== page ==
By Doug Porter
In the 21st century world of social media as a source of news and information, the truth doesn’t seem to matter anymore. Tell a lie on Facebook and you’ll likely be rewarded with a large audience. Tell (for some) an unpleasant truth and the vigilantes of darkness will leverage their technical expertise to get an offending account expunged.
A made up story from a Macedonian site claiming Hillary Clinton had once said candidates like Donald Trump should run for office because they were honest and couldn’t be bought garnered more than twice the response (in a week) of the New York Times exclusive story (over a month period) revealing the GOP nominee declared a $916 million loss on his 1995 income tax returns.
Diverse media outlets including the New York Times and the MIT Technology Review are examining how much those fake headlines influenced the election. New York Magazine cut to the chase with the headline “Donald Trump won because of Facebook.”
When 99% Just Won’t Do
Facebook CEO Mark Zuckerberg recently responded to concerns about whether or no the outcome of the election was influenced by fake news appearing on feeds.
After the election, many people are asking whether fake news contributed to the result, and what our responsibility is to prevent fake news from spreading. These are very important questions and I care deeply about getting them right. I want to do my best to explain what we know here.
Of all the content on Facebook, more than 99% of what people see is authentic. Only a very small amount is fake news and hoaxes. The hoaxes that do exist are not limited to one partisan view, or even to politics. Overall, this makes it extremely unlikely hoaxes changed the outcome of this election in one direction or the other.
Reformed angel investor Rick Webb responded to Zuckerberg on ShiftNewCo, saying ‘not so fast.’
Fake news is only one of the problems with Facebook. A thousand “Hillary Clinton is a crook” “opinion pieces” probably don’t fall into your count of fake news per se (even though, it’s worth pointing out that their very title would constitute libel and is a lie). And opinion pieces are much, much harder to police. But we should never forget that hate speech, offensive memes, and hit pieces are the bread and butter of Facebook politicking, and they are, presumably, not counted in the rosy 99% figure. There are legitimate critiques around Facebook’s policies and implementations here. Like you said, “there is more we can do here.” But, since the “embrace” (the cold, cold, deathly embrace) of news is a recent Facebook endeavor, let us focus on it here. Thus we’ll confine ourselves to the news today.
Moving to news, then, let’s state the obvious. Saying you’re 99% accurate in the news is a complete failure. Can you imagine the New York Times, Wall Street Journal, CNN or, hell, even Breitbart saying “hey, only 1% or so of our stories are wrong.” Even one incorrect news story is a terrible tragedy — especially at scale. Considering there are tens of thousands of news stories passing through Facebook, we are talking, at 1%, a minimum of hundreds of incorrect news stories. Countries have gone to war on less. Countries have executed people on less.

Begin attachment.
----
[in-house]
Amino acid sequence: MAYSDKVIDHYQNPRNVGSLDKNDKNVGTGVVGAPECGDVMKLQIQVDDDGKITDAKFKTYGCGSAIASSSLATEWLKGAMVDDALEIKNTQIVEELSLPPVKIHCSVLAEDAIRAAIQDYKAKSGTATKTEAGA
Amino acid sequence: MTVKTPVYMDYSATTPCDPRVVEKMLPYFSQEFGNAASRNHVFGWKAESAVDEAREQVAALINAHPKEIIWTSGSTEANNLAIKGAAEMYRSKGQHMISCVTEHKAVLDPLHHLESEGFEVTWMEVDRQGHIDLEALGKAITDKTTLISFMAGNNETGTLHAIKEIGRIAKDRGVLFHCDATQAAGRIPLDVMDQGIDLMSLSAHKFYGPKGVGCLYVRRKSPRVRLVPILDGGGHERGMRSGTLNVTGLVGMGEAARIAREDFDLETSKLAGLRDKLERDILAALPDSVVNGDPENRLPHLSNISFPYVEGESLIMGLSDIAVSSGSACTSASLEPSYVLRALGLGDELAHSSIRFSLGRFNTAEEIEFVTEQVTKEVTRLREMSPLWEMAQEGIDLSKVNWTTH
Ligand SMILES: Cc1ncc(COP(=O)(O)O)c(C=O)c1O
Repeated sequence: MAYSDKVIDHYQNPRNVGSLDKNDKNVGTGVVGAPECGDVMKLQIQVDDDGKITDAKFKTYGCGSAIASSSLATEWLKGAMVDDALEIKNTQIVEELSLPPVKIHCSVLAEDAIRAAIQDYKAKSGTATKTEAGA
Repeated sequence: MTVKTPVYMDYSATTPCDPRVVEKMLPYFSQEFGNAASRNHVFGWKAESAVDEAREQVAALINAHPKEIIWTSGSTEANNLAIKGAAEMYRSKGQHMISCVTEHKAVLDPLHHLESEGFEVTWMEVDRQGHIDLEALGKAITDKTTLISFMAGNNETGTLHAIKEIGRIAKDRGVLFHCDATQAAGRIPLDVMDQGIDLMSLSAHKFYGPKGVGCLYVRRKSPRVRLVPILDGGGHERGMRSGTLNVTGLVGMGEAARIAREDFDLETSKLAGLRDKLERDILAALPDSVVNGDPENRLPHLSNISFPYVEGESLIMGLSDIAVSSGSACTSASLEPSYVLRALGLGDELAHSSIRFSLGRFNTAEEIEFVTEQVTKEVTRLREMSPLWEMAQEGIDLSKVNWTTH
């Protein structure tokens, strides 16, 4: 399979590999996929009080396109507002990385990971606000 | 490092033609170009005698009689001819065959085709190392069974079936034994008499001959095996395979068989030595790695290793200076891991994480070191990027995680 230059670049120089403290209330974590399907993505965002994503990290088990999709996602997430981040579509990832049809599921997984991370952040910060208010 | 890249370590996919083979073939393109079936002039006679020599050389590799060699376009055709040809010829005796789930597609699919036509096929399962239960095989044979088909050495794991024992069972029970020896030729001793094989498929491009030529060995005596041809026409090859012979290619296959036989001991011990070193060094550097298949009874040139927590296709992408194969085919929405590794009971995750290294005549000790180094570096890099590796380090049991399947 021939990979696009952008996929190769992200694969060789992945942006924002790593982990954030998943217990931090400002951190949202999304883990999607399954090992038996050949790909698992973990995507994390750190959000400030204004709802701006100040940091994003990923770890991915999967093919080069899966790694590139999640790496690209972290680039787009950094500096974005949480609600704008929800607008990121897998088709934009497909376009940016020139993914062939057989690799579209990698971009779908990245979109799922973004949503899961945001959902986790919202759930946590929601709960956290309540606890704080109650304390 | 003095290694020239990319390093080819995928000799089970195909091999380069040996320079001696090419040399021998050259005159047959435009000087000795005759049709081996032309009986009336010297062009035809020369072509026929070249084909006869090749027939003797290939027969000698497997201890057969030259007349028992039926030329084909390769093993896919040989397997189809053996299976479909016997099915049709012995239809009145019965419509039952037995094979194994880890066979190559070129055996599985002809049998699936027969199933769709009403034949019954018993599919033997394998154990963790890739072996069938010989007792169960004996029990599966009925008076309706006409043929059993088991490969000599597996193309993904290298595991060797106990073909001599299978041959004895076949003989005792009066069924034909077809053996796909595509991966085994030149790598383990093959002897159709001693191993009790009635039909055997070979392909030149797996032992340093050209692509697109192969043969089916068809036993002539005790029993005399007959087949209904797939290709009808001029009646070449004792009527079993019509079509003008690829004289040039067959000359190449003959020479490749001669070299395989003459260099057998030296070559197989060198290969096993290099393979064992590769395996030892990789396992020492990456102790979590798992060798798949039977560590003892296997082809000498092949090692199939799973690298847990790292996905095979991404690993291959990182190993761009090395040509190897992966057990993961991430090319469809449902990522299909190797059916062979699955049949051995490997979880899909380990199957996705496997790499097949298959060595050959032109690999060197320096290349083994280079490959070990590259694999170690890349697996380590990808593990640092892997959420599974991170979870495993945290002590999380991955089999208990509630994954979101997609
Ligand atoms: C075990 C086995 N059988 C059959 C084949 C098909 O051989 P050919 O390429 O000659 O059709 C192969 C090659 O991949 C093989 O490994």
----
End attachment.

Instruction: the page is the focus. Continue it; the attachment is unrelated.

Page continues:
At the bottom of all the “programming” seen on Facebook are the 21st Century Miracle Workers called algorithms. These, Webb points out, make news a popularity contest.
Following a news organization on a social network is a good idea on paper, sure. But you mucked it up with the algorithm. I can’t actually follow The New York Times or Buzzfeed or Fox News on Facebook. “Follow” is a misleading term. All I can do is click a button that says “hey if one of their stories is super popular, maybe think about showing it to me.” It’s like if I subscribed to a newspaper and, rather than being able to read the whole thing, I let my crazy aunt Mable cut it up, annotate it, and only let me read those parts.
Echo Chambers of False Information
Donald J. Trump’s supporters were probably heartened in September, when, according to an article shared nearly a million times on Facebook, the candidate received an endorsement from Pope Francis. Their opinions on Hillary Clinton may have soured even further after reading a Denver Guardian article that also spread widely on Facebook, which reported days before the election that an F.B.I. agent suspected of involvement in leaking Mrs. Clinton’s emails was found dead in an apparent murder-suicide.
There is just one problem with these articles: They were completely fake.
The pope, a vociferous advocate for refugees, never endorsed anyone. The Denver Guardian doesn’t exist. Yet thanks to Facebook, both of these articles were seen by potentially millions of people. Although corrections also circulated on the social network, they barely registered compared with the reach of the original fabrications.
This is not an anomaly: I encountered thousands of such fake stories last year on social media — and so did American voters, 44 percent of whom use Facebook to get news.
She points out Facebook’s claims about being neutral amount to a “false and dangerous stance and their “business model, algorithms and policies entrench echo chambers and fuel the spread of misinformation.”
UPDATE (4:15pm Tues): The ‘news’ site of Trump’s senior advisor is pushing this fake map on Facebook. All hail the new Pravda!
The map is fake. The story is incredibly misleading. And it’s spreading like crazy all over Facebook. pic.twitter.com/8MmAZaKxwz
— Mike Baker (@ByMikeBaker) November 15, 2016
Bullshit vs Lies
The 99% of ‘truthier’ stories Zuckerberg wants us to believe are the mainstay of Facebook’s influence must just not be included in my feed. I don’t remember clicking on a button saying I wanted bullshit (mine was largely of the Bernie Bros flavor), but, hey, maybe I didn’t read the fine print.
Former Facebook designer Bobby Goodlatte took to Medium.com to give us the straight poop on bullshit:
Harry Frankfurt, a Princeton professor of philosophy emeritus, wrote a fantastic academic paper: On Bullshit. If you’d prefer a 5-minute version, check out this Jon Stewart interview (or this or this).